The best social media platform depends on your type of business (visual product, services, b2c or b2b), demographics of your target audience (age, location, male or female). If you want more of the middle-aged crowd go to facebook, for the younger audience you can reach them more through YouTube and Instagram.
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  • Profile picture of the author DGSEO
    What social media network(s) you choose to focus on should depend on two things: what your business is and who your potential clients/customers are.
    Let's talk about each one in order:

    What your business is

    Some businesses lend themselves more easily to one type of business or another. If you're constantly working on new products, hosting interesting events, or doing innovative things in the office, you'll have lots of photos to post on Instagram and/or Pinterest. A freelance professional who works from home and usually uses other people's stock photography for their website will have an easier time keeping up with less visual-focused social media such as LinkedIn or G+.

    The other thing to remember is that social media isn't only a great way for communicating with your customers, it's also a great way to communicate with other people in similar industries, and different types of social media attract different types of professionals. There are groups for almost every job under the sun on LinkedIn but only some of them are active, mostly communities focused around fast-paced but highly professional industries like the energy and finance sector.

    If you're interested in networking with other professionals in your industry as well as developing more client-focused social media accounts you should ask other entrepreneurs in your industry where they hang out online to figure out where to start.

    Who your business is for

    Of course it's also important to be where the market is. As Digitallabiz said, you'll find the middle aged crowd(and even older people) mostly on Facebook, people in their 20's and 30's on Twitter and Pinterest, and teens on Instagram and Snap Chat. Of course there are significant numbers of every age group on all these networks, but each one is dominated by a specific age group.

    Youtube's huge variety of content means there are millions of people in each age group who use the site but if you're talking about endorsing Youtube shows and podcasts with a film element you'll probably be exposing yourself to people who are mostly under the age of 35.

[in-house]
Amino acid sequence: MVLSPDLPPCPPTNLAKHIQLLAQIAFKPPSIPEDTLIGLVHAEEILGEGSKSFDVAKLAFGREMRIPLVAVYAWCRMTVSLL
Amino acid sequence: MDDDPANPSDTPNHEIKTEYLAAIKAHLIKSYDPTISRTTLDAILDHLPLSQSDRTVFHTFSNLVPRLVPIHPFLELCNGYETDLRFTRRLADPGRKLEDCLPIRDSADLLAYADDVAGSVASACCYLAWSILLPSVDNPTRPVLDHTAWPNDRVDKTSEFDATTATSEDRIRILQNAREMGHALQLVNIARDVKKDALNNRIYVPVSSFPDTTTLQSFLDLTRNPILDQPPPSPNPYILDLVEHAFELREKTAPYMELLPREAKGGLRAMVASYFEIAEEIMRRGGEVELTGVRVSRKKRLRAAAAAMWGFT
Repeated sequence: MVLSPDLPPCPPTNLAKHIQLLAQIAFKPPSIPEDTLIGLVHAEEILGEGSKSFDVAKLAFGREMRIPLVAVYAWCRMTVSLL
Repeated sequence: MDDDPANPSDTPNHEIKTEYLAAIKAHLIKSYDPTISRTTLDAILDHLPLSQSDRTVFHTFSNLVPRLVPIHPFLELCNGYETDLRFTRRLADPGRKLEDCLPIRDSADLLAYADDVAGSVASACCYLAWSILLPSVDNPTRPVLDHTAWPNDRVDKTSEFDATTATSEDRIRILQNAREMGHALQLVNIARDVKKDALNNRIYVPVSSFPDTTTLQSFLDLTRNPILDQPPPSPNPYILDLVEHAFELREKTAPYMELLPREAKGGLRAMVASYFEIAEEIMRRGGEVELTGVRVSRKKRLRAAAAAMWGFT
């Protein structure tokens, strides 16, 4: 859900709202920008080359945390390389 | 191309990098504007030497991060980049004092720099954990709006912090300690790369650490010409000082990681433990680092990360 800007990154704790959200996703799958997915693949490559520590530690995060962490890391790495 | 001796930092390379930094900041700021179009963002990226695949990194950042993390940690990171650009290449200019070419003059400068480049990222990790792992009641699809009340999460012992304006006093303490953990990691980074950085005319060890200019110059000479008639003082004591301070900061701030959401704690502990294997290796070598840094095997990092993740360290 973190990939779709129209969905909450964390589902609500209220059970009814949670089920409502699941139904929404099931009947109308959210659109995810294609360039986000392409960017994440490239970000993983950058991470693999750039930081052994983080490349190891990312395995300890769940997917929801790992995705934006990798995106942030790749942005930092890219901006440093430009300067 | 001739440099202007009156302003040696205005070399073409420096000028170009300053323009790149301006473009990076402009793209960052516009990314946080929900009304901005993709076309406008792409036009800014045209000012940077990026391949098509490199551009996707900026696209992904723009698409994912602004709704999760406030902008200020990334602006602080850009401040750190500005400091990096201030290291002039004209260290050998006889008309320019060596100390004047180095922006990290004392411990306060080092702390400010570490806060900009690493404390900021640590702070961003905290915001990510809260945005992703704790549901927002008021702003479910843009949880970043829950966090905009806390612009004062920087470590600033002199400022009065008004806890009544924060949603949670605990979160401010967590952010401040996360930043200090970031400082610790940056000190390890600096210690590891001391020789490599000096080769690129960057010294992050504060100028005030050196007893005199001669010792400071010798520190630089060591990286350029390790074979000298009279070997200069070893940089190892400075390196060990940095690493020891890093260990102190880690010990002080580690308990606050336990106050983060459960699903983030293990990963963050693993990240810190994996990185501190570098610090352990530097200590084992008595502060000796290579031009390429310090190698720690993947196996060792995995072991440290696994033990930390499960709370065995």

Certain websites are also particularly useful for reaching other demographics. The example I'll use is Pinterest, which is and always has been a female-dominated social network.
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  • Profile picture of the author gingerninjas
    What is your business specifically, this will also determine which social media networks might work best for you and where you might best spend your time.

    I am a marketing agency and I spend my time on Instagram and Facebook mainly, LinkedIn is up and running but I don't spend too much time on this.

    Twitter I don't do, Snapchat i don't do and Youtube I don't do.

    I aim to focus only on social media platforms that I have the time to update. I would need someone working for me almost full time to update each of the channels if I have more than two active ones plus my website.

    While I am in the business of marketing, I do have to focus on only updating and communicating on channels that get engagement and drive business, otherwise I find myself wasting time and I don't have a great deal to spare.
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  • Profile picture of the author Funtobesocial
    I personally like Facebook, Twitter, and Instagram in that order.

    The best by far yet is Facebook you just need to be willing to spend some money. If you put advertising dollars into Facebook it is usually worth it if done right.

    Twitter and Instagram are still great for organic (free) reach. Instagram is starting to take the reach away slowly so that you spend money on there too.
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  • Profile picture of the author DenniseTan
    I've been spending much time in promoting on Facebook, Twitter and Pinterest. But it will really depend on your target market and the type of your business. Check on what social media platform your target market is more likely to use on a daily basis and focus on that. Use the other platforms as a back up to improve engagement.
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  • For me, the best social media platforms ate Facebook and Twitter because that's where I get the most engagement. But for best results, it really depends on your business, audience and how you create your content.